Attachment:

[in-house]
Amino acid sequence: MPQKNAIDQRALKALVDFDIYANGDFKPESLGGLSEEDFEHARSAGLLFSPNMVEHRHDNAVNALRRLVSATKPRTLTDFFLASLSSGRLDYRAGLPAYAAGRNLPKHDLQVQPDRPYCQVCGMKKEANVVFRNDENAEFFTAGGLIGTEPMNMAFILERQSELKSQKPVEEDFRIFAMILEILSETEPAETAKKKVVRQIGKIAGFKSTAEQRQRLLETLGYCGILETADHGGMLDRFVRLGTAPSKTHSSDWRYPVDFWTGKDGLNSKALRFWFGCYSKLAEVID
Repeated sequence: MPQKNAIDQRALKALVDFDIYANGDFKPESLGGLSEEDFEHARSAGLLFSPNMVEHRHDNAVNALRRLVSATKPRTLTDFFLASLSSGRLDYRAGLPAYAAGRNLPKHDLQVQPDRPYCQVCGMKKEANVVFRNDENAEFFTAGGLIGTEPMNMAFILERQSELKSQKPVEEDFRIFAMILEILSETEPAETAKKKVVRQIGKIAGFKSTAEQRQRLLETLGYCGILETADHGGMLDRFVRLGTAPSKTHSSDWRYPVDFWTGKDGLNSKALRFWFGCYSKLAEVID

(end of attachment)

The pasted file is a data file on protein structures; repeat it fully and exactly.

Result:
[in-house]
Amino acid sequence: MPQKNAIDQRALKALVDFDIYANGDFKPESLGGLSEEDFEHARSAGLLFSPNMVEHRHDNAVNALRRLVSATKPRTLTDFFLASLSSGRLDYRAGLPAYAAGRNLPKHDLQVQPDRPYCQVCGMKKEANVVFRNDENAEFFTAGGLIGTEPMNMAFILERQSELKSQKPVEEDFRIFAMILEILSETEPAETAKKKVVRQIGKIAGFKSTAEQRQRLLETLGYCGILETADHGGMLDRFVRLGTAPSKTHSSDWRYPVDFWTGKDGLNSKALRFWFGCYSKLAEVID
Repeated sequence: MPQKNAIDQRALKALVDFDIYANGDFKPESLGGLSEEDFEHARSAGLLFSPNMVEHRHDNAVNALRRLVSATKPRTLTDFFLASLSSGRLDYRAGLPAYAAGRNLPKHDLQVQPDRPYCQVCGMKKEANVVFRNDENAEFFTAGGLIGTEPMNMAFILERQSELKSQKPVEEDFRIFAMILEILSETEPAETAKKKVVRQIGKIAGFKSTAEQRQRLLETLGYCGILETADHGGMLDRFVRLGTAPSKTHSSDWRYPVDFWTGKDGLNSKALRFWFGCYSKLAEVID